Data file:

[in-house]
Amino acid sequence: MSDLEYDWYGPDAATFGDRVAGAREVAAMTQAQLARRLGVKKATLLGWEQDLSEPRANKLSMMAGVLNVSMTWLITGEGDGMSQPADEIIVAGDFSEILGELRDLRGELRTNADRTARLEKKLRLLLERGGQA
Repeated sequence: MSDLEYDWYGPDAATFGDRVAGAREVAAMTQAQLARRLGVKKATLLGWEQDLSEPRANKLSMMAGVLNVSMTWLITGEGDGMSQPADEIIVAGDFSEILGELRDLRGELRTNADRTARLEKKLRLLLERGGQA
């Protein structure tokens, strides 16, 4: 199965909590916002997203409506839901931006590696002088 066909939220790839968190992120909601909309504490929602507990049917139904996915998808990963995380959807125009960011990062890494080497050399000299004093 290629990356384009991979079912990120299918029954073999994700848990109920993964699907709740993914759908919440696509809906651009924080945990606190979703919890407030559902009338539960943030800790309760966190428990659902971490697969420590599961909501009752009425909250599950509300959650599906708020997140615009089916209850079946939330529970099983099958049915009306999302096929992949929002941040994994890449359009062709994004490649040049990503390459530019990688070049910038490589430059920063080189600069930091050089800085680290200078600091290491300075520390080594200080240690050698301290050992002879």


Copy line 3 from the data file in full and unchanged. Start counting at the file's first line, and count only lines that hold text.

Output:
Repeated sequence: MSDLEYDWYGPDAATFGDRVAGAREVAAMTQAQLARRLGVKKATLLGWEQDLSEPRANKLSMMAGVLNVSMTWLITGEGDGMSQPADEIIVAGDFSEILGELRDLRGELRTNADRTARLEKKLRLLLERGGQA